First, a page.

Does breastfeeding affect the risk of childhood obesity?
Q: Does breastfeeding affect the risk of childhood obesity? Evidence-based answer: Yes. Even having breastfed during the first year of life is associated with a 15% lower risk of overweight or obesity over the next 2 to 14 years compared with never having breastfed. Breastfeeding exclusively for 6 months is associated with a 30% to 50% reduction in risk (strength of recommendation [SOR]: B, meta-analysis of cohort studies and subsequent cohort studies). However, interventions that increase breastfeeding rates during the first 3 to 6 months of life don’t appear to alter body mass index (BMI) at 11 to 12 years of age (SOR: B, randomized clinical trial [RCT]). Introducing complementary (solid) foods before 3 months is associated with a 30% greater risk of childhood obesity than later introduction; starting solid foods after 4 months isn’t linked to increased obesity. High caloric density of complementary feedings may be associated with greater childhood obesity (SOR: C, systematic reviews of heterogeneous cohort studies). Scheduled feeding doubles the risk of rapid infant weight gain compared with on-demand feeding, although it’s unclear whether a direct relationship exists between rapid infant weight gain and childhood obesity (SOR: B, cohort study).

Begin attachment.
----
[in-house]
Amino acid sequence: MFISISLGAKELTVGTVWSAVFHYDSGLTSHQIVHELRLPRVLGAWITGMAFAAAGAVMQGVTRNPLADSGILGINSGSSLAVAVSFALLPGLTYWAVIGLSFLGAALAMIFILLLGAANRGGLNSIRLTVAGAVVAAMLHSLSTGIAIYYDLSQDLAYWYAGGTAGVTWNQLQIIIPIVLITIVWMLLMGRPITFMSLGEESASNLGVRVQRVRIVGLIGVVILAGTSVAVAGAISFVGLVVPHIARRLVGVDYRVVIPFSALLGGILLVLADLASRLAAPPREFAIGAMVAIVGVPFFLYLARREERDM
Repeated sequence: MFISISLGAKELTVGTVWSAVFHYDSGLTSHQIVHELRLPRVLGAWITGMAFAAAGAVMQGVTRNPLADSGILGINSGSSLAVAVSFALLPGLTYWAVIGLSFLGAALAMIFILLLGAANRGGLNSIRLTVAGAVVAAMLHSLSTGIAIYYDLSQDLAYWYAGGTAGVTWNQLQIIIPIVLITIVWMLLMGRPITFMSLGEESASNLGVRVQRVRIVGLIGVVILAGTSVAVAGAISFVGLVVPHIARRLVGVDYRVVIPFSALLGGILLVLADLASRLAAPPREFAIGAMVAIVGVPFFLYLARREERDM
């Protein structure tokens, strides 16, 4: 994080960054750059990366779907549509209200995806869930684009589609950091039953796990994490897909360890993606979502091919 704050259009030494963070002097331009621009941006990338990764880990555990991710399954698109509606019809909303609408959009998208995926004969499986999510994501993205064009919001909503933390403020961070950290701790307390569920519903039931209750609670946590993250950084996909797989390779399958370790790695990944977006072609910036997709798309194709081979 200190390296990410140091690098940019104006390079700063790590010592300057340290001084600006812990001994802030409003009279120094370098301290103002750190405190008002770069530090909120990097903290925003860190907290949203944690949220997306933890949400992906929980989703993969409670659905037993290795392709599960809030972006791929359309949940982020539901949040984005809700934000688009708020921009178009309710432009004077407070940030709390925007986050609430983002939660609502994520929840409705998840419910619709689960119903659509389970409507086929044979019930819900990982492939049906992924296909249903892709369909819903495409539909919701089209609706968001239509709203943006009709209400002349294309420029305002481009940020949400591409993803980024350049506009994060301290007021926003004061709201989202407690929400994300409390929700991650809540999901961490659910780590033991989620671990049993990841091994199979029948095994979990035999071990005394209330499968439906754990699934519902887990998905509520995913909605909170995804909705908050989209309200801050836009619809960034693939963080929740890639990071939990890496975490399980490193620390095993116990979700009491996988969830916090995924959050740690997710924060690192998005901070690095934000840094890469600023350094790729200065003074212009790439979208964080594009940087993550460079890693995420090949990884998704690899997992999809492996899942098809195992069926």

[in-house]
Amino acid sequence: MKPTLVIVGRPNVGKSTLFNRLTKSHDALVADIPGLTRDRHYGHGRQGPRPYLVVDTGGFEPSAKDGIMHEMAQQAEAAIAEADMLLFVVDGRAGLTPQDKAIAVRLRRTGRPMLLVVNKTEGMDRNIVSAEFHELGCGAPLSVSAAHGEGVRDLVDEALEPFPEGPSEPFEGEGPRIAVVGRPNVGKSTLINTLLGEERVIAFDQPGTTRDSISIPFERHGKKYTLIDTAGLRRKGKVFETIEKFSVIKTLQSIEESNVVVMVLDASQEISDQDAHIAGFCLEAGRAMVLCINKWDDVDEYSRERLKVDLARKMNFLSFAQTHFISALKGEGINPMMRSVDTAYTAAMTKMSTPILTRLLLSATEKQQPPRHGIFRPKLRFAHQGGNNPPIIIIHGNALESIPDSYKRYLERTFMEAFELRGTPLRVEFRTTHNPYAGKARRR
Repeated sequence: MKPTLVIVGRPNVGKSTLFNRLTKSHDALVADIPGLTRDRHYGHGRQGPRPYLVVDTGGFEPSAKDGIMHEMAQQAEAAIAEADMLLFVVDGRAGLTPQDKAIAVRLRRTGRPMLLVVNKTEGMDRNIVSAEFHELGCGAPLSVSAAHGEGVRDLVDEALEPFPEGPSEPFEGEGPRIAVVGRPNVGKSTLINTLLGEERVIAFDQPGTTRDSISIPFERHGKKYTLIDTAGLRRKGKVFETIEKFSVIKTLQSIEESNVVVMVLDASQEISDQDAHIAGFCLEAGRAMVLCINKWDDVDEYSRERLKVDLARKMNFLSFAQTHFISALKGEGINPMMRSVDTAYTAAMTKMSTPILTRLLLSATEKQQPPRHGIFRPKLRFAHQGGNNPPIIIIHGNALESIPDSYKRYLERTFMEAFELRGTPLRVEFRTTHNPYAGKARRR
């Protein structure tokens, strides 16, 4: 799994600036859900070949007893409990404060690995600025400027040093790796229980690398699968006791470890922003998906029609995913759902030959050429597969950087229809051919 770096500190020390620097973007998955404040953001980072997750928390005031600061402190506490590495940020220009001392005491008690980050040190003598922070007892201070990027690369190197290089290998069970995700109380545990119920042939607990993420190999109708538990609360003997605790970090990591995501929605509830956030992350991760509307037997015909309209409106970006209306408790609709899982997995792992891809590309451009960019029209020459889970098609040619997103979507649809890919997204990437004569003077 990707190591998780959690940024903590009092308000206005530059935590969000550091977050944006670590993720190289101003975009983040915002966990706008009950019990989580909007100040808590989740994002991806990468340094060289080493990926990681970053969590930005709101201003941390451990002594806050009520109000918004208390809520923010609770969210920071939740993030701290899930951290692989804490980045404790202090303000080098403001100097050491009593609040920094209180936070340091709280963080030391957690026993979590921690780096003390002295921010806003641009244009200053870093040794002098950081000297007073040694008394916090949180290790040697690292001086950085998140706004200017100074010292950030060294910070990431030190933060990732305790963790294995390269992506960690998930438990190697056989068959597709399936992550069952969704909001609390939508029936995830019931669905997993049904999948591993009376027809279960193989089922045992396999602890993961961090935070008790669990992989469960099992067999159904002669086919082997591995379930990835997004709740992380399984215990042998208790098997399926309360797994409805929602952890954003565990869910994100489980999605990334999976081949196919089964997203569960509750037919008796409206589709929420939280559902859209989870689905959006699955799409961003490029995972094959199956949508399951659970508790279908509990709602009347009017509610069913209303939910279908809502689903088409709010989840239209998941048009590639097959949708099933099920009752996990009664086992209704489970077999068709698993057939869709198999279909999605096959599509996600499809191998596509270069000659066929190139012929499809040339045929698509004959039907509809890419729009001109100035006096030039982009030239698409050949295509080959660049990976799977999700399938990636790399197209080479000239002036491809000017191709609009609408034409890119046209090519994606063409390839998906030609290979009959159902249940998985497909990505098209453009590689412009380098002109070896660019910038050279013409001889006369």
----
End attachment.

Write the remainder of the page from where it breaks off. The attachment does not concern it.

Journal of Family Practice, 65(12) 2016: 931-932.